Banking & Credit

Watchdog Agency Restores Choice for Consumers Cheated by Financial Companies

Washington, D.C. – Today, the Consumer Financial Protection Bureau (CFPB) finalized a rule that bans banks and financial companies from inserting certain “forced arbitration” clauses in credit card, auto loan, student loan, payday loan, and other financial contracts. The rules will help consumers who were unknowingly and illegally overcharged to get refunds.

“The rule will help to combat the culture of companies profiting from charging illegal fees and committing other crimes against their customers,” said Rohit Chopra, Senior Fellow at the Consumer Federation of America. “This is an important step of restoring law and order to the financial marketplace.”

Arbitration is a method that resolves disputes outside the court system. Tens of millions of financial contracts include clauses that allow companies to block lawsuits from moving forward in court, including those by a group of consumers banding together.

In 2010, Congress banned forced arbitration clauses in mortgage contracts. Congress also directed the CFPB to conduct a study of forced arbitration clauses and restrict their use if doing so would be in the public interest.

Today’s rule does not ban forced arbitration altogether. Instead, it bans arbitration clauses only if they forbid groups of consumers from getting their day in court, sometimes referred to as a “class action.”

Group Claims

Companies that break the law by overcharging millions of consumers a small amount know that individual consumers have little incentive on their own to spend the time and energy to take the company to court. The most effective way to get a refund is to join together with other consumers in similar situations.

For example, credit card companies paid out hundreds of millions of dollars to consumers who used their credit cards when traveling overseas. Roughly ten million consumers were given refunds as part of the action, which alleged that the credit companies conspired to conceal markups and fees on foreign exchange rates. Many of the consumers who benefited probably did not know they were cheated by their credit card company.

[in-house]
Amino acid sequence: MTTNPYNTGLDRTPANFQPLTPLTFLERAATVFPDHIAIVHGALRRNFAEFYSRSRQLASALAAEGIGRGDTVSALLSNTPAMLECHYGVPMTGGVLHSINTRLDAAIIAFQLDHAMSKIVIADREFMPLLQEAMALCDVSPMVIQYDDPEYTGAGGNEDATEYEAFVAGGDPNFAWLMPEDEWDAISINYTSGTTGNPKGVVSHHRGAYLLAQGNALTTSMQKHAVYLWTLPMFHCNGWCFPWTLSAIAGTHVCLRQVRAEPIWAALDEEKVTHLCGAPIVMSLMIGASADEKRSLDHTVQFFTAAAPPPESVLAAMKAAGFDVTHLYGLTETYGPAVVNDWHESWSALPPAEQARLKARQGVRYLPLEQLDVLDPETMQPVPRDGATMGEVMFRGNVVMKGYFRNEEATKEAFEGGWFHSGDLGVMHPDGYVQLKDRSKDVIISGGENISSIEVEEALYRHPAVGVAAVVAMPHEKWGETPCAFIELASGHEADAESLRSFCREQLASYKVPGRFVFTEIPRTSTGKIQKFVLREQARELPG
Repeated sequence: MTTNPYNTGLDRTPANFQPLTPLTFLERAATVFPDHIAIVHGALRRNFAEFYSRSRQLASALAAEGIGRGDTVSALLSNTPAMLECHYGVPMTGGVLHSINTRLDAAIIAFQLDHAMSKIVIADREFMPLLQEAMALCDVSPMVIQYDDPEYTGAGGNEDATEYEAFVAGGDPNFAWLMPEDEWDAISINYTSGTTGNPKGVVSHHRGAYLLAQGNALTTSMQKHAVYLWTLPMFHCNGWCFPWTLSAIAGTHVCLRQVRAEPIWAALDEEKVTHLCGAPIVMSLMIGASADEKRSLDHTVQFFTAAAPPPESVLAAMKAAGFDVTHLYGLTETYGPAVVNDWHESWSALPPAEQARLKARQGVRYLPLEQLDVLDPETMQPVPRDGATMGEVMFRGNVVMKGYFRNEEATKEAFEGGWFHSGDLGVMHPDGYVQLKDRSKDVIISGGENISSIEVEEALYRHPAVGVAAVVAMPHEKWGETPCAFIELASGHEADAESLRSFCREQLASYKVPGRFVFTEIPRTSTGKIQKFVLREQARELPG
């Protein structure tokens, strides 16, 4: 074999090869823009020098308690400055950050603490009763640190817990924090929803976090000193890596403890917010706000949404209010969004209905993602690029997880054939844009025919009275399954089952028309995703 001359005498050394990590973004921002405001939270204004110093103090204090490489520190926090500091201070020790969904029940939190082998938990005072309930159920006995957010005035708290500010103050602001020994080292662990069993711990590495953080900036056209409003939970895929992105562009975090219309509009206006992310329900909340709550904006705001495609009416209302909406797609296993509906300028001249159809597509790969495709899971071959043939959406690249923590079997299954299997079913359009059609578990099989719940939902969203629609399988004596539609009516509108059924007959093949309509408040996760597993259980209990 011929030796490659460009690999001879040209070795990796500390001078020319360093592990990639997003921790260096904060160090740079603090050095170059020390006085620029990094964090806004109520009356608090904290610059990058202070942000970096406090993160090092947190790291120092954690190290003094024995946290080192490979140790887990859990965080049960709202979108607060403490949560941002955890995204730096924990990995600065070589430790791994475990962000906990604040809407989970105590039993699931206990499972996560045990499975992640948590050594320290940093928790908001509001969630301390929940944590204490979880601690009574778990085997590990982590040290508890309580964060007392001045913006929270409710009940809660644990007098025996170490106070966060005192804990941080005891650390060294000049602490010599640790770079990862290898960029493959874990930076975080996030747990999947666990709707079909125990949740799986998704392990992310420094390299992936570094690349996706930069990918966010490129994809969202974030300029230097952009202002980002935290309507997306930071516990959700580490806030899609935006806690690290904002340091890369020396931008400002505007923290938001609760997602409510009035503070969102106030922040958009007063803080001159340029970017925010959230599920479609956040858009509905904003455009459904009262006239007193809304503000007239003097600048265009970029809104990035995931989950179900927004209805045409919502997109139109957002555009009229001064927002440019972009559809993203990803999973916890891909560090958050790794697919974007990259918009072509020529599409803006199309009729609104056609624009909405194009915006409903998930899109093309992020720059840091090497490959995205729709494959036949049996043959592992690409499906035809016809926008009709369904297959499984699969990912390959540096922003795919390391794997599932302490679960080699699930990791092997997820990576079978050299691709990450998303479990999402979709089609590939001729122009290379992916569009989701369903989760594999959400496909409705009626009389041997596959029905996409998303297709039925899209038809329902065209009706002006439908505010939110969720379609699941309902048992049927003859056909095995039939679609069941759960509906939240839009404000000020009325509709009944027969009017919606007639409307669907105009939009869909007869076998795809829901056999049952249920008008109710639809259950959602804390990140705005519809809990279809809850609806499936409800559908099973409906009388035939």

CFPB Forced Arbitration Study

In 2015, the CFPB published a 728-page study on forced arbitration. The study concluded that forced arbitration limited relief for consumers. Other key findings included:

  • Few arbitration cases involved small claims. Most consumers pursuing an arbitration case were seeking relief for more than $1,000.
  • No evidence that forced arbitration reduces prices. There was no statistically significant evidence that forced arbitration leads to lower prices for consumers.
  • Frequently used to block group claims. The study revealed that it was uncommon for companies to block individual lawsuits, but frequently used to block class action lawsuits.

The study also found that, over a five-year period, 160 million consumers received $2.7 billion in cash, refunds, and fees, far more expansive that relief obtained through individual arbitration filings.

“The final rule is closely tailored to the findings of empirical studies on arbitration and should withstand any frivolous challenges in Court,” Chopra said.

Support from Consumer and Veterans Groups

Industry lobbyists have vigorously defended arbitration, noting that arbitration is faster and cheaper than going to court, but have struggled to defend the practice of denying the choice to a consumer. Today’s rule does not limit consumers from voluntarily resolving a dispute through arbitration.

Denying a consumer the choice to pursue a group claim can allow certain frauds to continue. According to a complaint by the Department of Justice, Santander illegally repossessed more than 1,100 vehicles from members of the military. Santander succeeded in concealing the crime from the public and other servicemembers by blocking a group claim by US Army National Guard Sergeant Charles Beard, forcing him into an individual, private arbitration. Eventually, regulators caught Santander in similar illegal conduct against another servicemember. The rule would ban such conduct.

Consumer and veterans groups strongly supported the CFPB’s proposed rule. In a letter from a coalition representing 5.5 million current and former servicemembers and their families and survivors, The Military Coalition noted, “Our nation’s veterans should not be deprived of the Constitutional rights and freedoms that they put their lives on the line to protect, including the right to have their claims heard in a trial by a jury when their rights are violated. The catastrophic consequences these clauses pose for our all-voluntary military fighting force’s morale and our national security are vital reasons for the CFPB to act quickly to finalize the regulations.”

Contact: Rohit Chopra,

The Consumer Federation of America is an association of more than 250 non-profit consumer groups that, since 1968, has sought to advance the consumer interest through research, education, and advocacy.